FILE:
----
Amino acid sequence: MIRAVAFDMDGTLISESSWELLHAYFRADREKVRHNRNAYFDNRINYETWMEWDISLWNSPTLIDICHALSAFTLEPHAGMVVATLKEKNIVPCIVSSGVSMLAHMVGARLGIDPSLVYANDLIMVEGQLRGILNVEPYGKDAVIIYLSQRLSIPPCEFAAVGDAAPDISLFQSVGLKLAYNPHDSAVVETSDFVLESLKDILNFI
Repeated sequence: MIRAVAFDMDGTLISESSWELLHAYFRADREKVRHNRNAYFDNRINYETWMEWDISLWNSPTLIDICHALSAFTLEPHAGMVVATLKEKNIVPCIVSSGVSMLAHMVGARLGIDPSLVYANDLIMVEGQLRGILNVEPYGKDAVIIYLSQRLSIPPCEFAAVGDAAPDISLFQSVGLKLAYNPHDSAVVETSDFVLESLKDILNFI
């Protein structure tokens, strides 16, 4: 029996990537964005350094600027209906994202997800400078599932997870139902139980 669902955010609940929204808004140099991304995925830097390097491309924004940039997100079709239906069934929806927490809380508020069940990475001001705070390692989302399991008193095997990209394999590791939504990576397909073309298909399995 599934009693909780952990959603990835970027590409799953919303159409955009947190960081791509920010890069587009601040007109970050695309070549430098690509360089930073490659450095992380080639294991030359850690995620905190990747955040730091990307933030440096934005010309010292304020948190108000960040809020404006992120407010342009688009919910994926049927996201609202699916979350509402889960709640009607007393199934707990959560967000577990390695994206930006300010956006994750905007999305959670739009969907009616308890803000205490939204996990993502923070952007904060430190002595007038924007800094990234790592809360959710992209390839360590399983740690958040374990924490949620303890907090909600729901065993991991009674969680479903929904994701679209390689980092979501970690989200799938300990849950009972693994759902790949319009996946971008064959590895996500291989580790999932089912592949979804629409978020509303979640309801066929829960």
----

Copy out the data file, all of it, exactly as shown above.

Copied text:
Amino acid sequence: MIRAVAFDMDGTLISESSWELLHAYFRADREKVRHNRNAYFDNRINYETWMEWDISLWNSPTLIDICHALSAFTLEPHAGMVVATLKEKNIVPCIVSSGVSMLAHMVGARLGIDPSLVYANDLIMVEGQLRGILNVEPYGKDAVIIYLSQRLSIPPCEFAAVGDAAPDISLFQSVGLKLAYNPHDSAVVETSDFVLESLKDILNFI
Repeated sequence: MIRAVAFDMDGTLISESSWELLHAYFRADREKVRHNRNAYFDNRINYETWMEWDISLWNSPTLIDICHALSAFTLEPHAGMVVATLKEKNIVPCIVSSGVSMLAHMVGARLGIDPSLVYANDLIMVEGQLRGILNVEPYGKDAVIIYLSQRLSIPPCEFAAVGDAAPDISLFQSVGLKLAYNPHDSAVVETSDFVLESLKDILNFI
């Protein structure tokens, strides 16, 4: 029996990537964005350094600027209906994202997800400078599932997870139902139980 669902955010609940929204808004140099991304995925830097390097491309924004940039997100079709239906069934929806927490809380508020069940990475001001705070390692989302399991008193095997990209394999590791939504990576397909073309298909399995 599934009693909780952990959603990835970027590409799953919303159409955009947190960081791509920010890069587009601040007109970050695309070549430098690509360089930073490659450095992380080639294991030359850690995620905190990747955040730091990307933030440096934005010309010292304020948190108000960040809020404006992120407010342009688009919910994926049927996201609202699916979350509402889960709640009607007393199934707990959560967000577990390695994206930006300010956006994750905007999305959670739009969907009616308890803000205490939204996990993502923070952007904060430190002595007038924007800094990234790592809360959710992209390839360590399983740690958040374990924490949620303890907090909600729901065993991991009674969680479903929904994701679209390689980092979501970690989200799938300990849950009972693994759902790949319009996946971008064959590895996500291989580790999932089912592949979804629409978020509303979640309801066929829960």